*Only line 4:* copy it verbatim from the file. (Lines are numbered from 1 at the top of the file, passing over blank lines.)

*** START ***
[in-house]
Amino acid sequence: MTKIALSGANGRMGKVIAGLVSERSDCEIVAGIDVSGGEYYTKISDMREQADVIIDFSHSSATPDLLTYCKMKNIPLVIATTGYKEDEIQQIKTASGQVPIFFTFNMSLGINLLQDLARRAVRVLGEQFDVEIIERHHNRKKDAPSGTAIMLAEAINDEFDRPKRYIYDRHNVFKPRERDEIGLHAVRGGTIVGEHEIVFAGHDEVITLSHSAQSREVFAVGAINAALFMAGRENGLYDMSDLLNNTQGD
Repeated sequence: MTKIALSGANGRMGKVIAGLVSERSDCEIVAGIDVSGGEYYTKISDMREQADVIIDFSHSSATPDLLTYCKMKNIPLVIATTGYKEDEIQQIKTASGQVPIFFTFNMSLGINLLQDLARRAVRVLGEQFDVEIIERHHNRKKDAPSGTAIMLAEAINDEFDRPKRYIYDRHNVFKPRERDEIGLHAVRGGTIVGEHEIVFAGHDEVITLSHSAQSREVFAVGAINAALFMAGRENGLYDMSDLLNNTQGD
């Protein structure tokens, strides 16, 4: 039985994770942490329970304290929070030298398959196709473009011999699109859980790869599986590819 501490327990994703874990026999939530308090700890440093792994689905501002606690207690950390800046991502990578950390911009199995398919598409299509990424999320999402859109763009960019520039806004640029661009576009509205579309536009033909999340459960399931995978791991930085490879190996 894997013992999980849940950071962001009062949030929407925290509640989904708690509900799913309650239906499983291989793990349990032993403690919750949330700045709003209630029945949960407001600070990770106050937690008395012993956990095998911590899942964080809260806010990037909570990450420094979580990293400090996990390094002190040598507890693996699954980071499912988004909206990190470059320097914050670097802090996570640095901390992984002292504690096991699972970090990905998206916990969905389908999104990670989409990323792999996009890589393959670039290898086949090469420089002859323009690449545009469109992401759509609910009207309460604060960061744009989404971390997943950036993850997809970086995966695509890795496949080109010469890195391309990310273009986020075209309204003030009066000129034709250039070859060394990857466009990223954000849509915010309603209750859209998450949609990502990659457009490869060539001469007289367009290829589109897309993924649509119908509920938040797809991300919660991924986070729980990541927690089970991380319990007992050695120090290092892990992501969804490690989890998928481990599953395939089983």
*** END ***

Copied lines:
């Protein structure tokens, strides 16, 4: 039985994770942490329970304290929070030298398959196709473009011999699109859980790869599986590819 501490327990994703874990026999939530308090700890440093792994689905501002606690207690950390800046991502990578950390911009199995398919598409299509990424999320999402859109763009960019520039806004640029661009576009509205579309536009033909999340459960399931995978791991930085490879190996 894997013992999980849940950071962001009062949030929407925290509640989904708690509900799913309650239906499983291989793990349990032993403690919750949330700045709003209630029945949960407001600070990770106050937690008395012993956990095998911590899942964080809260806010990037909570990450420094979580990293400090996990390094002190040598507890693996699954980071499912988004909206990190470059320097914050670097802090996570640095901390992984002292504690096991699972970090990905998206916990969905389908999104990670989409990323792999996009890589393959670039290898086949090469420089002859323009690449545009469109992401759509609910009207309460604060960061744009989404971390997943950036993850997809970086995966695509890795496949080109010469890195391309990310273009986020075209309204003030009066000129034709250039070859060394990857466009990223954000849509915010309603209750859209998450949609990502990659457009490869060539001469007289367009290829589109897309993924649509119908509920938040797809991300919660991924986070729980990541927690089970991380319990007992050695120090290092892990992501969804490690989890998928481990599953395939089983």